Origins of the term 'WYSIWYG?
aek at bitsavers.org
Mon Jan 16 13:01:53 CST 2017
On 1/16/17 10:48 AM, william degnan wrote:
> Maybe Ted Nelson used the term to refer to computing specifically in late
> 1960s or within Dream Machines?
> On Mon, Jan 16, 2017 at 1:36 PM, Al Kossow <aek at bitsavers.org> wrote:
>> Yes, but the actual phrase comes from the Flip Wilson show
>> On 1/16/17 10:25 AM, Tony Duell wrote:
>>> I wonder what predates that usage (if anything)
The phrase "what you see is what you get", from which the acronym derives, was a catchphrase popularized by Flip
Wilson's drag persona Geraldine, first appearing in September 1969, then regularly in the early 1970s on The Flip Wilson
Show. The phrase was a statement demanding acceptance of Geraldine's entire personality and appearance.
As it relates to computing, there are multiple claims to first use of the phrase:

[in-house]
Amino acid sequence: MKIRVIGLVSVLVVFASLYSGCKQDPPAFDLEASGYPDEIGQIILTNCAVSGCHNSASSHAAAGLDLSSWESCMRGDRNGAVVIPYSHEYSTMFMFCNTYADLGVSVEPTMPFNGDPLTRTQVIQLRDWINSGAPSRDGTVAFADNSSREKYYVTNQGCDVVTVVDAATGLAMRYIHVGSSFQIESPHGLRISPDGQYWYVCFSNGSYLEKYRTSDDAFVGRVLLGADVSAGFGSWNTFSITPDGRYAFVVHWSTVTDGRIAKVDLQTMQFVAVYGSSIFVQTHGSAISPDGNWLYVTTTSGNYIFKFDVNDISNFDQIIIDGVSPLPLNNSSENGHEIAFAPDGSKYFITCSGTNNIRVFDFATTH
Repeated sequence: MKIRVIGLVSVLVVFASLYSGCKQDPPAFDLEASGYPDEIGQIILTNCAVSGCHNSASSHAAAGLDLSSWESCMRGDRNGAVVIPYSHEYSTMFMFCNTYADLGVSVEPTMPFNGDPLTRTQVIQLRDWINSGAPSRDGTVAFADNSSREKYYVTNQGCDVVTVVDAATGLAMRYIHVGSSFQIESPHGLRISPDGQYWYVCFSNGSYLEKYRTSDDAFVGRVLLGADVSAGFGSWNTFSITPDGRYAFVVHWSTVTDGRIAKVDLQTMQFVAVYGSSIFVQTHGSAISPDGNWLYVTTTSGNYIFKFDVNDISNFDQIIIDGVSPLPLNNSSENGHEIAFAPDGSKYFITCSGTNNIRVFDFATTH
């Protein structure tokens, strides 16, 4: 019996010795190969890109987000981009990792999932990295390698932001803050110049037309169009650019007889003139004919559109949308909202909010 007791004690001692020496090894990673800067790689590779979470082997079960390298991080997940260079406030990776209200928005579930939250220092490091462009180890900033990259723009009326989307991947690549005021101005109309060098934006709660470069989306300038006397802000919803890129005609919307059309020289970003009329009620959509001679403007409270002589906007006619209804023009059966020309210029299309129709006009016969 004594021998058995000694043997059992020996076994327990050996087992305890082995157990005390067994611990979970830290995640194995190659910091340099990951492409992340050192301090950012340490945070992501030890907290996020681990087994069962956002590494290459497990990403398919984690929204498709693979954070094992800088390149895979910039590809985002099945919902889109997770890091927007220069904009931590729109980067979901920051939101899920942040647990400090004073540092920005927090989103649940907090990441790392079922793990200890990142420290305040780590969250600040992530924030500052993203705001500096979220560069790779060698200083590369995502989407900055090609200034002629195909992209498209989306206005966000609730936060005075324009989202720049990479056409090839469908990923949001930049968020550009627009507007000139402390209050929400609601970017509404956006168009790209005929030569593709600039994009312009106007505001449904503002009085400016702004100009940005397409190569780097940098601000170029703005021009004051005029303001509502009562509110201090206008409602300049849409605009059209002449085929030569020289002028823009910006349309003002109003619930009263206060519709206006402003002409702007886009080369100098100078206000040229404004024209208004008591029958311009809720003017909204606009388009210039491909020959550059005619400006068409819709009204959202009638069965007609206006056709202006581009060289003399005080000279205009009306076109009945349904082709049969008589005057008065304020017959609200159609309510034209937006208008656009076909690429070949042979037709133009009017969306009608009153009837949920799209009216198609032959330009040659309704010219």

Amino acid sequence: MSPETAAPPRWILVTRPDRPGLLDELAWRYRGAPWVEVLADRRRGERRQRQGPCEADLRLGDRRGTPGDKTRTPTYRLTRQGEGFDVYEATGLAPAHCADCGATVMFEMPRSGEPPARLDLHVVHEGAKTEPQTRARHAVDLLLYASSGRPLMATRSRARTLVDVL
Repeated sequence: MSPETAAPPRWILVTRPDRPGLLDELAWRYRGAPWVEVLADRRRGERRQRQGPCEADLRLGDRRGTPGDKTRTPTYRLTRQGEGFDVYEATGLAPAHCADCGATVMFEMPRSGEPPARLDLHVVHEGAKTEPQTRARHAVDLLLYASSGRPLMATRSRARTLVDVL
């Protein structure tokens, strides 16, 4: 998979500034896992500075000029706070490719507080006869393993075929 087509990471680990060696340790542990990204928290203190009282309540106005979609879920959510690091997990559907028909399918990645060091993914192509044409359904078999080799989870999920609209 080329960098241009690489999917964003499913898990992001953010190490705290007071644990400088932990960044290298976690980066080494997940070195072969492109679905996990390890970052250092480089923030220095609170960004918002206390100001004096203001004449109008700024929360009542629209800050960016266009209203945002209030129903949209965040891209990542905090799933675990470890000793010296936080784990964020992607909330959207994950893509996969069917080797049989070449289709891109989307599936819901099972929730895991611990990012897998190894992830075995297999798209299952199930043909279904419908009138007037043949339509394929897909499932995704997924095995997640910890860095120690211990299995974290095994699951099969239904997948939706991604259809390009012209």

In mid-1975, John W. Seybold, the founder of Seybold Publications, and researchers at PARC, incorporated Gypsy
software into Bravo to create Bravo 3, which allowed text to be printed as displayed. Charles Simonyi and the other
engineers appropriated Flip Wilson's popular phrase around that time.
Barbara Beeton reports that the term was coined by Bill Tunnicliffe in a presentation at a 1978 committee meeting
involving the Graphic Communications Association (GCA), the American Mathematical Society (AMS), and the Printing
Industries of America (PIA).
The phrase was coined in 1982 by Larry Sinclair, an engineer at Information International, Inc. ("Triple I") to
express the idea that what the user sees on the screen is what the user gets on the printer while using the "page layout
system", a pre-press typesetting system first shown at ANPS in Las Vegas.[when?]
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